Replacing a power steering belt is simple and will correct many issues with sloppy steering or squealing sounds. Vehicles manufactured before 1990 normally do not have "serpentine" style belts; instead, they have single belts for each accessory. The average backyard mechanic will spend about a half-hour replacing the power-steering belt.
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Things you need
- Socket driver and bits
- Large screwdriver or crowbar
- Replacement belt
- Belt dressing
Unbolt the power-steering pump from the upper mount point, and loosen the lower mount bolt, but do not remove it. This will cause the pump's pulley and belt to lose tension as the pump pivots on the lower bolt.
Pry the belt off the pulley. Be careful to not cut or break the belt. It may be necessary to remove another pulley on the motor to remove the power-steering belt. Models will vary, but vehicles with separate belts for individual accessories usually will have a V-shaped pulley design; some V-style pulleys come apart into two halves.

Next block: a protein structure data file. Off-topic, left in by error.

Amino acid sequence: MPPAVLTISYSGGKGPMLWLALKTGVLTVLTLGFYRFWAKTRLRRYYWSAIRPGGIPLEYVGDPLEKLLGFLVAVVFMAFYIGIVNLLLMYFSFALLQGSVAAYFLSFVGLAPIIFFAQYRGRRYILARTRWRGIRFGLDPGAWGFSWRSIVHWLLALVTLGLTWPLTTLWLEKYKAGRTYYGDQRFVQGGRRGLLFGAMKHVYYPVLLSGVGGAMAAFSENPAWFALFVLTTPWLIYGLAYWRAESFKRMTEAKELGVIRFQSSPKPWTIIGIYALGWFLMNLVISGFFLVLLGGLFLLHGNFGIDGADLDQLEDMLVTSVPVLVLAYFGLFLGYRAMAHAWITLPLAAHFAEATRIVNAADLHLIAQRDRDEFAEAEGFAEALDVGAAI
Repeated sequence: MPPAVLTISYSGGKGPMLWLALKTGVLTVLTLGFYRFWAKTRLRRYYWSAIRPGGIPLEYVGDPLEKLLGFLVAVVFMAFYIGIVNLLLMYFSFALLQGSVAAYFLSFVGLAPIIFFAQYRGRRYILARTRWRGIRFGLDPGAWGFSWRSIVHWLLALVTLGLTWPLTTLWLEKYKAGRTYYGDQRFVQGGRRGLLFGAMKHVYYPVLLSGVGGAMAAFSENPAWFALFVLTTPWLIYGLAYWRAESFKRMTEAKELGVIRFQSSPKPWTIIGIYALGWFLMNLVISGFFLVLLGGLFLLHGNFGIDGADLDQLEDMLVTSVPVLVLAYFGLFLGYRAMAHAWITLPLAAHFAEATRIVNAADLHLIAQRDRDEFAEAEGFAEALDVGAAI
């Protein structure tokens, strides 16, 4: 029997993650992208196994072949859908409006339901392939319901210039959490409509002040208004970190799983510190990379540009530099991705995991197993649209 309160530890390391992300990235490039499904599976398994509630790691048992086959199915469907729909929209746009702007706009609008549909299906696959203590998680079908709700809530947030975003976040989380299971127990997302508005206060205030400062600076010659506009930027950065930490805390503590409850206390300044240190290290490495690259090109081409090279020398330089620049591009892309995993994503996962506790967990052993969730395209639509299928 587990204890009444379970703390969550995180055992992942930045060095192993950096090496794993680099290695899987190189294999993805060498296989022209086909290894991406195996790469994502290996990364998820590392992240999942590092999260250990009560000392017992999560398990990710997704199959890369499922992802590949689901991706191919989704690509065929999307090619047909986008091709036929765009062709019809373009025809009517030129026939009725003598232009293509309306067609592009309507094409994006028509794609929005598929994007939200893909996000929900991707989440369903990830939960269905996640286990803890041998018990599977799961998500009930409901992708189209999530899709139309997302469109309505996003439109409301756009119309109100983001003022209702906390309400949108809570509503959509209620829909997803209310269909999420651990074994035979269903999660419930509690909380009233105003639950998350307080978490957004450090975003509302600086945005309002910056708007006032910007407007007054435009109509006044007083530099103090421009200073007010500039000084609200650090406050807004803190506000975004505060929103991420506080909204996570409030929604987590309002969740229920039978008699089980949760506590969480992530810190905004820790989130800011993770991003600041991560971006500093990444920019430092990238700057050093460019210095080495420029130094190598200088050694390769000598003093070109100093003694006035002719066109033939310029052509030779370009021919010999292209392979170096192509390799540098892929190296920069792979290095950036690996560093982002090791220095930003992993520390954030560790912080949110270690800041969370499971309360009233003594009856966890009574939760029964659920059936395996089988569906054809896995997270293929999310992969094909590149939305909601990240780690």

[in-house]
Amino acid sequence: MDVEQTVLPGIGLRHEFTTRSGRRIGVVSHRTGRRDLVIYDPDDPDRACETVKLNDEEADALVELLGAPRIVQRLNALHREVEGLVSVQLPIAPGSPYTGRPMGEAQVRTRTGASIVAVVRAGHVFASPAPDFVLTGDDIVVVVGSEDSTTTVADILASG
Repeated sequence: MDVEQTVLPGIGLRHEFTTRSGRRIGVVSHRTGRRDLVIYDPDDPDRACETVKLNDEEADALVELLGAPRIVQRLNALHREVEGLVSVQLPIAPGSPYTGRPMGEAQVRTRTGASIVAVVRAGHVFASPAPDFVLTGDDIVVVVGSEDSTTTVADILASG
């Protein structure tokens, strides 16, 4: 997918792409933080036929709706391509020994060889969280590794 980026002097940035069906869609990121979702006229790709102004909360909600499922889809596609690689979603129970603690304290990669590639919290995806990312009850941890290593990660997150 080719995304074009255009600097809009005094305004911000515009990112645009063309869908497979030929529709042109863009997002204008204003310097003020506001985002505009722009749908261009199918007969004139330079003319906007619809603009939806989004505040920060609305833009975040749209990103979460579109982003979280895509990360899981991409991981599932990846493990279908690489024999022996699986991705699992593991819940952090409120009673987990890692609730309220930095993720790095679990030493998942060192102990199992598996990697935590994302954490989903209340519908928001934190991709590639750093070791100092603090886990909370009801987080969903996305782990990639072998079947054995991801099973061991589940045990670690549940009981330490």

Replace the belt by placing the belt's bevelled edge into the pulley groove. After the belt is in position, use the screwdriver to pull the power-steering pump away from the mount. This will give the belt the proper tension. Once a good amount of tension is achieved, replace and tighten the upper bolt, then tighten the lower bolt. The belt should have about 1-inch of "play" on each side, when tension is measured from the centre, between the pulleys. Replace any other pulleys and their belts.
Spray a liberal amount of "belt dressing" onto the new power-steering belt and allow to dry. Check and replace lost power-steering fluid. Crank the vehicle and test the repair by moving the steering wheel and inspecting the belt on the pump.
Tips and warnings
- Use caution when loosening tensioned belts.
- Always use protective equipment when doing vehicle repairs.
- Disconnect the battery before repairing the vehicle.
- Do not touch any moving belts.